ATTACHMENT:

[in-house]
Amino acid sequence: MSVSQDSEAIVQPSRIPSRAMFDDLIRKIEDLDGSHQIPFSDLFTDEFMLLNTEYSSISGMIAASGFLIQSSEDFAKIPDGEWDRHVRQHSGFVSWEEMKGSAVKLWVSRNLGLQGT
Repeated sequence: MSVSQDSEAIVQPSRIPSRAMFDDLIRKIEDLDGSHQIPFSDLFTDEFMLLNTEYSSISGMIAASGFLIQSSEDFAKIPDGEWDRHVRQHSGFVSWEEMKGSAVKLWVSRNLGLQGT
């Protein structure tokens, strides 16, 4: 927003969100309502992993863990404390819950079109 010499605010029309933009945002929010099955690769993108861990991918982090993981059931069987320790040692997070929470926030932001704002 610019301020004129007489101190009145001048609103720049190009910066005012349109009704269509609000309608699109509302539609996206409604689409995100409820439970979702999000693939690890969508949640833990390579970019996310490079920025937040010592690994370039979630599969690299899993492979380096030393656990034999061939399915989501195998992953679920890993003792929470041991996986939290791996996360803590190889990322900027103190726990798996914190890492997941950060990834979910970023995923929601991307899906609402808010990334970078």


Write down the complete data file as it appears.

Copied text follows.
[in-house]
Amino acid sequence: MSVSQDSEAIVQPSRIPSRAMFDDLIRKIEDLDGSHQIPFSDLFTDEFMLLNTEYSSISGMIAASGFLIQSSEDFAKIPDGEWDRHVRQHSGFVSWEEMKGSAVKLWVSRNLGLQGT
Repeated sequence: MSVSQDSEAIVQPSRIPSRAMFDDLIRKIEDLDGSHQIPFSDLFTDEFMLLNTEYSSISGMIAASGFLIQSSEDFAKIPDGEWDRHVRQHSGFVSWEEMKGSAVKLWVSRNLGLQGT
């Protein structure tokens, strides 16, 4: 927003969100309502992993863990404390819950079109 010499605010029309933009945002929010099955690769993108861990991918982090993981059931069987320790040692997070929470926030932001704002 610019301020004129007489101190009145001048609103720049190009910066005012349109009704269509609000309608699109509302539609996206409604689409995100409820439970979702999000693939690890969508949640833990390579970019996310490079920025937040010592690994370039979630599969690299899993492979380096030393656990034999061939399915989501195998992953679920890993003792929470041991996986939290791996996360803590190889990322900027103190726990798996914190890492997941950060990834979910970023995923929601991307899906609402808010990334970078």